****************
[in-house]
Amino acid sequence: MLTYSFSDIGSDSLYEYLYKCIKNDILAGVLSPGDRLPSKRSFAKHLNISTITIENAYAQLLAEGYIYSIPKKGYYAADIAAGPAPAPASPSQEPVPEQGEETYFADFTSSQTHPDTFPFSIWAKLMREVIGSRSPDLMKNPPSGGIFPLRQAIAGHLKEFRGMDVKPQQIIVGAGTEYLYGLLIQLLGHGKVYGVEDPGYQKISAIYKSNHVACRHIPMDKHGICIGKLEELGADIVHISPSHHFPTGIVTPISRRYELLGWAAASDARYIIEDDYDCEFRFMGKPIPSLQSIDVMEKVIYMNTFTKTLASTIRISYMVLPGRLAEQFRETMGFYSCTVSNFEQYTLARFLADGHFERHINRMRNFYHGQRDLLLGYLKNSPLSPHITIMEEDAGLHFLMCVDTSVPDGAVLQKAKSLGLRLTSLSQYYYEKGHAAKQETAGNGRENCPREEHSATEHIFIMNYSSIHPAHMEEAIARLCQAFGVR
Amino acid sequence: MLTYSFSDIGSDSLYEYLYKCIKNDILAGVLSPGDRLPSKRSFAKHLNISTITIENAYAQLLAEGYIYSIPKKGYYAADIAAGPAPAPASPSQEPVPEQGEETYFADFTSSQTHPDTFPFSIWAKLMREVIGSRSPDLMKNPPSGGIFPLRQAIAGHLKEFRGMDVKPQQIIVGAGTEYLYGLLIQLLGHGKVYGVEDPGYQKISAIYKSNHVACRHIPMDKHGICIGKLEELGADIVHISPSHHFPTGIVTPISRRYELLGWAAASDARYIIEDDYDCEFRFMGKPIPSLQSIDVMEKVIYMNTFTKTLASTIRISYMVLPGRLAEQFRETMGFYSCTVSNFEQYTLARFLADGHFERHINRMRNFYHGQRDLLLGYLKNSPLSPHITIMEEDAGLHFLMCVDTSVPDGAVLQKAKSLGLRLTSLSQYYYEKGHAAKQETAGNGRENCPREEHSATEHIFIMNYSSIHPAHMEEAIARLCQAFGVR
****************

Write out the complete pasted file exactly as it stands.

[in-house]
Amino acid sequence: MLTYSFSDIGSDSLYEYLYKCIKNDILAGVLSPGDRLPSKRSFAKHLNISTITIENAYAQLLAEGYIYSIPKKGYYAADIAAGPAPAPASPSQEPVPEQGEETYFADFTSSQTHPDTFPFSIWAKLMREVIGSRSPDLMKNPPSGGIFPLRQAIAGHLKEFRGMDVKPQQIIVGAGTEYLYGLLIQLLGHGKVYGVEDPGYQKISAIYKSNHVACRHIPMDKHGICIGKLEELGADIVHISPSHHFPTGIVTPISRRYELLGWAAASDARYIIEDDYDCEFRFMGKPIPSLQSIDVMEKVIYMNTFTKTLASTIRISYMVLPGRLAEQFRETMGFYSCTVSNFEQYTLARFLADGHFERHINRMRNFYHGQRDLLLGYLKNSPLSPHITIMEEDAGLHFLMCVDTSVPDGAVLQKAKSLGLRLTSLSQYYYEKGHAAKQETAGNGRENCPREEHSATEHIFIMNYSSIHPAHMEEAIARLCQAFGVR
Amino acid sequence: MLTYSFSDIGSDSLYEYLYKCIKNDILAGVLSPGDRLPSKRSFAKHLNISTITIENAYAQLLAEGYIYSIPKKGYYAADIAAGPAPAPASPSQEPVPEQGEETYFADFTSSQTHPDTFPFSIWAKLMREVIGSRSPDLMKNPPSGGIFPLRQAIAGHLKEFRGMDVKPQQIIVGAGTEYLYGLLIQLLGHGKVYGVEDPGYQKISAIYKSNHVACRHIPMDKHGICIGKLEELGADIVHISPSHHFPTGIVTPISRRYELLGWAAASDARYIIEDDYDCEFRFMGKPIPSLQSIDVMEKVIYMNTFTKTLASTIRISYMVLPGRLAEQFRETMGFYSCTVSNFEQYTLARFLADGHFERHINRMRNFYHGQRDLLLGYLKNSPLSPHITIMEEDAGLHFLMCVDTSVPDGAVLQKAKSLGLRLTSLSQYYYEKGHAAKQETAGNGRENCPREEHSATEHIFIMNYSSIHPAHMEEAIARLCQAFGVR